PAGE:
The trickle of unconsciousness

filled the tin cup.

I couldn’t handle the half empty

of hope and a future.

 

I drank and drank to quench

the mystery of the largess of God.

But God had salted the water

and assaulted my soul with an eternal thirst.

 

He held out his hand

and I set the dented tin

over the scar imbedded

in His lifeline.

 

He poured into my eyes,

right through and down

to the bottom of my arid heart.

This Tin-man echo of mine.

 

“Here, take, drink of this cup

In remembrance of Me.”

The chalice, cool in my grasp,

brimmed with blood red wine.

 

A sip of God consciousness.

 

“Do this in remembrance of me.” Jesus

 

/

Leaning toward Sunday,

Tilting away from Friday,

Today is a back-slash.

A hyphen won’t suffice.

 

An and/or proposal,

Crux of a both/and scenario.

This end of a Holy Week,

Feels likes an ellipsis…

 

This Saturday,

Post back lash,

pre punctuation scars.

This in-between

 

where faith hyper ventilates

and doubt choke holds.

Where a stone weights

the wounds of the world.

 

Friday/Sunday

Before/After

Death/Resurrection

Both/And.

 

/

Faith and/or Doubt.

Life verse. Seems a bit narrow minded to pick one verse to frame a life. I get it though, those who tattoo a verse on their calf don’t throw the rest of the Bible to the wind. If I plucked one scripture out of the barrel, John 11:35 comes to mind. “Jesus wept.” Simple. Poignant. I mean, I used to cry all the time. Yet, for the past week or so, I’ve thought about “Lord, I believe; help my unbelief!” I even had to look up the reference: Mark 9:24.

Yep, those words track the best with my life. Not because I’m a big fat doubter. Notice the order…”I believe” comes first. Actually “Lord” comes first, which assumes an “I’m your servant” attitude. But that aside, the tension wedged between belief and unbelief is palpable. It’s as down to earth as dirt itself.

Yes, I walk by faith, and trip on doubt. Like cracks in the sidewalk, if I don’t look down I might stumble over the fissures.

These are the words of a father who had a son with a real problem. A mute spirit got ahold of his boy a long while back. A situation which throbbed for years. This dad, shoulders slumped, carried concern for his son, and when the disciples showed up, he asked for help. Who knows how many times the dad witnessed the spirit in a throw down with his son, but when the equivalent to Brother Love’s Traveling Salvation Show arrived in town, well… They tried and failed, but the dad didn’t cave, he went to the top. I can almost hear him firmly say, “Let me speak with the manager.”

This father was desperate, probably tired, and maybe a little resigned. He had heard of the healings. The news got around, and by the time he and his son arrived, a crowd had already gathered. The scriptures called it a multitude. Multitude schmultitude. The Dad cut to the front and told Jesus his story.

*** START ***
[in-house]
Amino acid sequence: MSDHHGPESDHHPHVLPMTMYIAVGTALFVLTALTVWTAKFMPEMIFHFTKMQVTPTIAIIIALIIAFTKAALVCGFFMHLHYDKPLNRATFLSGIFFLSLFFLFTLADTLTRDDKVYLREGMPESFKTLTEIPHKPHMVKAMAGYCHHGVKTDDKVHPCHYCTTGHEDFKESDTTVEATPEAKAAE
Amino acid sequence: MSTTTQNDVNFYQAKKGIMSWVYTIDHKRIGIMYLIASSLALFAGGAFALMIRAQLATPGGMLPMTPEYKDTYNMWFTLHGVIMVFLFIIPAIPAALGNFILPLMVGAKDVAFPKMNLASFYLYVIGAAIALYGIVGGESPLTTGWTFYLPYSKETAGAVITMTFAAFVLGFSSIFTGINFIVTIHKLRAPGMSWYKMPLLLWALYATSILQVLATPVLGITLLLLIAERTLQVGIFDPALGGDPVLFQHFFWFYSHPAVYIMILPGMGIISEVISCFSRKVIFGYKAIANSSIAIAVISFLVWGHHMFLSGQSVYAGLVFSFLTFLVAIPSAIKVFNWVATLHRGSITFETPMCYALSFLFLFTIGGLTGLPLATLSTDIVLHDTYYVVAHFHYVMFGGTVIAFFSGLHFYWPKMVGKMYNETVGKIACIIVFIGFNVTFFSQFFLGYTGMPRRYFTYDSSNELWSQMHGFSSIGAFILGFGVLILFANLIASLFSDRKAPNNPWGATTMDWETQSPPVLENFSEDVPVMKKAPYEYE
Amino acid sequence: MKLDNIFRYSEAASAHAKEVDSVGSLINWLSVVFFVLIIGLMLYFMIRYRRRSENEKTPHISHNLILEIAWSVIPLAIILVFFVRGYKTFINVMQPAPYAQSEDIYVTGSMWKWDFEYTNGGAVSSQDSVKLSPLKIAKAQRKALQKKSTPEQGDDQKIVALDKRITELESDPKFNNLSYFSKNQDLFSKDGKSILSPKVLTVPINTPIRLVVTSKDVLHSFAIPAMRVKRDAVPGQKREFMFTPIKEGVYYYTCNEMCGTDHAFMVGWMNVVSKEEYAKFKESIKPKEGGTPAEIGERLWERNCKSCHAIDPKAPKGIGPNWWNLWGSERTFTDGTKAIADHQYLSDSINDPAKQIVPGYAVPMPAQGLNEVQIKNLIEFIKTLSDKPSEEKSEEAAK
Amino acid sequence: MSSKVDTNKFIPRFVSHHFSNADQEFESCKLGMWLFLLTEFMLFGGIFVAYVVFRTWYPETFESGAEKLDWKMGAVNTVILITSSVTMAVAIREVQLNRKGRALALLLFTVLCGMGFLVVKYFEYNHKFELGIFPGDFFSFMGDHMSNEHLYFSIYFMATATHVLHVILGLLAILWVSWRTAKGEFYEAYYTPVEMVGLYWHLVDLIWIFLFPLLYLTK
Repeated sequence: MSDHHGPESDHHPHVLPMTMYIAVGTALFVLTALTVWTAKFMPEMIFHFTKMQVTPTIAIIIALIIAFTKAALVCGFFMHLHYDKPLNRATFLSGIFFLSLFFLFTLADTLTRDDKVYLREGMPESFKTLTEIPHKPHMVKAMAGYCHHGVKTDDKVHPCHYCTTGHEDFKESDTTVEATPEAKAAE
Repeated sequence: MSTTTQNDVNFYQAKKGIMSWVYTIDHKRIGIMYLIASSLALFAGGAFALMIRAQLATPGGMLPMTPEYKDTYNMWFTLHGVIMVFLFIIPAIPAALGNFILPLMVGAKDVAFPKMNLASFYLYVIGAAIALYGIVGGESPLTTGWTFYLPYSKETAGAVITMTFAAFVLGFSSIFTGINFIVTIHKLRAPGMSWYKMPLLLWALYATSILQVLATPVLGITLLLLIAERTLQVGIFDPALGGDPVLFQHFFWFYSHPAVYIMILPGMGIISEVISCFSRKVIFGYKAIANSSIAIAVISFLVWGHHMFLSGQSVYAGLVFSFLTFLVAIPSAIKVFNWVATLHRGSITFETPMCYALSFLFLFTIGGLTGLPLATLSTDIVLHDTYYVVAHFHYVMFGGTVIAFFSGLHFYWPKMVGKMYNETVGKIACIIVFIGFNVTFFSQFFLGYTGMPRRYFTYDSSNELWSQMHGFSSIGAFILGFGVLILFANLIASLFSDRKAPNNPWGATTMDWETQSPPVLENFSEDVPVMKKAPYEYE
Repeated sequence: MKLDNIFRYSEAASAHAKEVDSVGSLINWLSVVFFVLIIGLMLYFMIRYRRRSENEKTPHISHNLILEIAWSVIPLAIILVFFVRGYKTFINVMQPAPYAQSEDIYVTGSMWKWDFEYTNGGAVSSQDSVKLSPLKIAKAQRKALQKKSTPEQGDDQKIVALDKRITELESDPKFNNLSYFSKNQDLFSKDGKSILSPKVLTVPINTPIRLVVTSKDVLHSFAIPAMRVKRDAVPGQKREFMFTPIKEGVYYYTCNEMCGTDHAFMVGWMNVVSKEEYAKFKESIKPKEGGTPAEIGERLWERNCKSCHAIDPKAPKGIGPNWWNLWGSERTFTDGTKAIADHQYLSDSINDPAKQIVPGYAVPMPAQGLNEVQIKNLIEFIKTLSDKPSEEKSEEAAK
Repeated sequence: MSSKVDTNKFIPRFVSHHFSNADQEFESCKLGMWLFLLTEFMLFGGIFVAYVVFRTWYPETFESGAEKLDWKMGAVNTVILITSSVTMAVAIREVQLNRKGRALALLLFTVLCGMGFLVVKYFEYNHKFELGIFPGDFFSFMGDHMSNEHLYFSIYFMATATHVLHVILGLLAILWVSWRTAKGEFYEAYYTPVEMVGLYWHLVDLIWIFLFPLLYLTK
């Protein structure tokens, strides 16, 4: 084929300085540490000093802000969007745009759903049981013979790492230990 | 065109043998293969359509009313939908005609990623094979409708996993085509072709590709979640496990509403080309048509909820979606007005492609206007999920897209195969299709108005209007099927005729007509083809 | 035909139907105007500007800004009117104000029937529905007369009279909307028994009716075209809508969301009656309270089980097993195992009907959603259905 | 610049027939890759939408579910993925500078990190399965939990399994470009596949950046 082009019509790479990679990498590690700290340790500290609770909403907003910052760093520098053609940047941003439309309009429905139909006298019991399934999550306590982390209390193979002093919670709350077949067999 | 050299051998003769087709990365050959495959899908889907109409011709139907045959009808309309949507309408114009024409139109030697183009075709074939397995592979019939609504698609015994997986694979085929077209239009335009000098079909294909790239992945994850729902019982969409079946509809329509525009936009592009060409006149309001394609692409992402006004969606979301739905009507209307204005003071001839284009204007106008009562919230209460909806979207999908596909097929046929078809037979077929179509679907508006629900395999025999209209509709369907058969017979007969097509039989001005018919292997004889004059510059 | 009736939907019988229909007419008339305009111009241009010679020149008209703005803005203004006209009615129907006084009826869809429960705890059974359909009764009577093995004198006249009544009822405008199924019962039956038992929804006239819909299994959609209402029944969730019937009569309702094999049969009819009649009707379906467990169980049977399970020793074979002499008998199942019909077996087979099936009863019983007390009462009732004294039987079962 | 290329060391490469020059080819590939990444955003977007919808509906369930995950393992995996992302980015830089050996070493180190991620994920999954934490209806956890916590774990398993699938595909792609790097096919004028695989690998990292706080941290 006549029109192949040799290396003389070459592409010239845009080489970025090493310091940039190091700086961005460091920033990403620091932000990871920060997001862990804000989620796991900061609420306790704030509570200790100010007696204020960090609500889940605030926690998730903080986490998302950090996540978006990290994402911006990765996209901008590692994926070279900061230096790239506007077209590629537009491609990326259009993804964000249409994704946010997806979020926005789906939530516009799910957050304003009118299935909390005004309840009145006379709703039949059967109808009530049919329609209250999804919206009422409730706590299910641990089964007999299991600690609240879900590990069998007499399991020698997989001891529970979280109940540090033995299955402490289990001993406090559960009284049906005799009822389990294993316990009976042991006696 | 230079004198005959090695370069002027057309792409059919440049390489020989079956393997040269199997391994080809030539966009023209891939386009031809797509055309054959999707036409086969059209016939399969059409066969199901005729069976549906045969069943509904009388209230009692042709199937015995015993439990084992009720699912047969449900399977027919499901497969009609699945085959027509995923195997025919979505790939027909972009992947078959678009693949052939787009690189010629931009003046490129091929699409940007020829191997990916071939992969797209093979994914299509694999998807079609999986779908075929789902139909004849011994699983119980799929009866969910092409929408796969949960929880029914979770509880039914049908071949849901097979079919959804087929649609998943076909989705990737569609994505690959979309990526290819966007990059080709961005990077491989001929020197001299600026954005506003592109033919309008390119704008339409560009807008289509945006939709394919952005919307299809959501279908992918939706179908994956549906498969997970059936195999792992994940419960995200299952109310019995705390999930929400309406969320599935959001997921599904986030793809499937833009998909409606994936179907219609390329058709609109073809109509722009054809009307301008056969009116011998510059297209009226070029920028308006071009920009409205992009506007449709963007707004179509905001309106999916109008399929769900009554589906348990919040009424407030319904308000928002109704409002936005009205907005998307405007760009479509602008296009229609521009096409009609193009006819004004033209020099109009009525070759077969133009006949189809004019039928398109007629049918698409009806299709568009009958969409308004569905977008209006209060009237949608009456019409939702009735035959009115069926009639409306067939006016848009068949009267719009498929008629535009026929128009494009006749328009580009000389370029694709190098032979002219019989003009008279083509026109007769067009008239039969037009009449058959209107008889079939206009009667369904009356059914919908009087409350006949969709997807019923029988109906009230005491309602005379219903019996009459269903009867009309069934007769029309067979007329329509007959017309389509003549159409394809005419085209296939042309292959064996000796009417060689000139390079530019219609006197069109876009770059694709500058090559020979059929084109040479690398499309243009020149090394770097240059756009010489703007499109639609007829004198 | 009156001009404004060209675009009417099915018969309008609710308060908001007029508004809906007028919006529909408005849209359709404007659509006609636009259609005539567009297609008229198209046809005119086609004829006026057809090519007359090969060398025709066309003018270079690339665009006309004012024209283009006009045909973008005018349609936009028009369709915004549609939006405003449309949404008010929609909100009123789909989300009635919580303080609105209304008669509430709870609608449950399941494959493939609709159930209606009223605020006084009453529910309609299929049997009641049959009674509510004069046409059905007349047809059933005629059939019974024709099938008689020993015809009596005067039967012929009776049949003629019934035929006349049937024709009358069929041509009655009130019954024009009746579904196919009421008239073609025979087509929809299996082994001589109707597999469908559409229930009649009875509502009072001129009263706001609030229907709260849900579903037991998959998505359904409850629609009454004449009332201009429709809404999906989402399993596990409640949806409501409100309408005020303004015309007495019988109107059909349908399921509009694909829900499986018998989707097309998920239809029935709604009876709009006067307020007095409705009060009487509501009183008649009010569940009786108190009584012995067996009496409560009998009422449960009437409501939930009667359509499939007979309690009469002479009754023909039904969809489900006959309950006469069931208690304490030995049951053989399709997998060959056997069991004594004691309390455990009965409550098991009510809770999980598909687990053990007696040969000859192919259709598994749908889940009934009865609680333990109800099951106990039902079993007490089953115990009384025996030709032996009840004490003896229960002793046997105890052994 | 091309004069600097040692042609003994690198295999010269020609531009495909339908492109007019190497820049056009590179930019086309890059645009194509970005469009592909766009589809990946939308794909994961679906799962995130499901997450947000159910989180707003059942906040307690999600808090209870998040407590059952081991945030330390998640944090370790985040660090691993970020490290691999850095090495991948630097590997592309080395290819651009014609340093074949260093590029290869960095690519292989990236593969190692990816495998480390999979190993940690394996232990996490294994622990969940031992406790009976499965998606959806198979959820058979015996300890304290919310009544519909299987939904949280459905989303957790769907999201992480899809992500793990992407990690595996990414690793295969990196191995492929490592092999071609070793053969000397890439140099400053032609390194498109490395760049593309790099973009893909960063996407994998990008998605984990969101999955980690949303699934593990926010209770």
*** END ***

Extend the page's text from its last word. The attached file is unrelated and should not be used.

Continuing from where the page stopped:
So, Jesus gets the scoop, sighs, points out the disciple’s lack of belief, and beholds the son who had a mute spirit. That spirit who, by the way, shut him up, threw him down, and caused foam to come out of his mouth. Then he gnashed his teeth and became stiff as a board too. Wait. Gnashed his teeth? What? Gah-nash. Gah! The definition means “to grind ones teeth.” The closest this son got to talking was grinding his teeth.

Almost doctor-like, Jesus enquires, “How long has this been going on?”

“Since childhood.”

Well, that explains a lot. A dad watching his son struggle and struggle and struggle. This was real, old, and chained to their lives.

Ah, the struggle. The ole “life is difficult” as M. Scott Peck would say. Difficulties come. That’s a fact. The struggle is real. Fact again.

Take the apostle Peter when he jumped ship and strolled out to Jesus on the water. He had no particular problem, except he wanted to be close to Jesus, ASAP. He saw his Lord standing atop of the waves and stepped off. No snorkel. No life vest. Just steps of desire and belief. Then pistol Pete began sinking like a rock when his focus was taken off the Lord. He looked down, saw the waves lapping over his toes and remembered his Jr. High science lab. He was a fisherman too, for crying out loud. Fish swim. Boats float. Humans? Well, they sink.

The father of the mute spirited son came in the context of struggle.

Peter came from desire. Impulse. Longing.

I suppose it doesn’t matter how we exercise our belief. Experientially, when I take my belief for a walk, the resistance is not far behind, or ahead for that matter.

It’s as if the father asked, “Jesus, my belief only takes me so far, can you help me the rest of the way?”

In the story Jesus’ response to the father’s words was almost a non-response. Jesus didn’t rebuke the dad. Jesus didn’t fold his arms and point at the father’s unbelief and say, “Until you have perfect belief I can’t honor your request.” No. Jesus takes action. Jesus shows compassion.

It’s comforting to me that Jesus can operate within the tension. It’s the tension between present reality and the desire for a better reality I suppose.

So, Jesus, I believe, help my unbelief.